A groundswell of innovation around employee timekeeping may be the new frontier in the battle to hire talent. But as ideas get bigger and bolder, perhaps it’s time for something more simple …
When Netflix pioneered unlimited leave, the thinking was that it is time consuming and expensive to keep track of the out-of-hours work employees do in a 24/7 environment, so it’s better not to measure it at all. Employees are therefore trusted to get their work done, and accountable only to their project or team mates for taking time off.
Google famously offers its people 20% of their time back, to work on personal projects, with two goals in mind: to prevent burnout by allowing them to refresh for a day per week, and to see what non-scripted projects the company might be able to benefit from.
Proponents of these ideas will praise them to the skies as important ways to attract talent and boost engagement, and they may be right. But crazy talk like this only makes most companies jittery about a loss of control.
The challenge for them is that autonomous use of time is starting to become a key differentiator. Employees largely accept working hours and the need to physically work together, but two of the most cherished desires remain as they always have: more free time and more power to decide how to use it.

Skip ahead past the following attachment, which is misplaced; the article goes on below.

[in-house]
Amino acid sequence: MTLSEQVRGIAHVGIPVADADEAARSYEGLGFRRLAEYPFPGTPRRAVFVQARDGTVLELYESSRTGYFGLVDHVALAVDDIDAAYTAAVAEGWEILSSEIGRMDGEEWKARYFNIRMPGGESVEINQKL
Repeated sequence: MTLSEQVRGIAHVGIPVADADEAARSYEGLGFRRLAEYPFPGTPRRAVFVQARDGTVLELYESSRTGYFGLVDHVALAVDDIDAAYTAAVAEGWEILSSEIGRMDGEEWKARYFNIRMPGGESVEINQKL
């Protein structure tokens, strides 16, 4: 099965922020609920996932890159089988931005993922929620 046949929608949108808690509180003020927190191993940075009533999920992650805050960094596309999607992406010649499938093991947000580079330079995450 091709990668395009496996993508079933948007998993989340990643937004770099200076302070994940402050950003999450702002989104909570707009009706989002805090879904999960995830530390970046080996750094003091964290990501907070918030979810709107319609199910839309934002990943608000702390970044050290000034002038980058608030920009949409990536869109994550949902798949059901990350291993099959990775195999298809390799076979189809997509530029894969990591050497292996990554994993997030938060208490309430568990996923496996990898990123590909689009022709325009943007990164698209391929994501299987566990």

Perhaps a more simple idea may allow balance: you already allow employees to call in sick, a certain number of days per year … why not allow them to occasionally call in well?
Since companies generally weather the random disruption of an employee pulling a sick day, you should be just as good at weathering them pulling a well day. In practice, it feels exactly the same.
The idea therefore might be to allow all employees to call in well five times per year, perhaps on merit, having achieved a specific result; perhaps with no more forethought than would be the case if they woke up on a Tuesday feeling sick.
The problem with sick days is that although they are an employee’s right, they are smeared in stigma. There is always the suspicion that the sick-caller is pulling a fast one, partly because we’ve all done it.
If they’re allowed to call in well, perhaps that challenge will go away.
I can already hear the objection that people will take time off when the going is getting tough at work, and there may be some truth to that. But great employees come to work on a deadline whether they have flu or not. That sounds to me like a reason not to try, rather than a smart prediction of an outcome.
Whether well days form part of the normal leave allocation that are allowed to be used tactically, without forewarning, or whether you allocate an extra number of days for employees to use, is a matter of your own preference.
If you’re wrestling with how to make a big idea like unlimited leave work in your organisation, know this: you don’t have to think big to be innovative.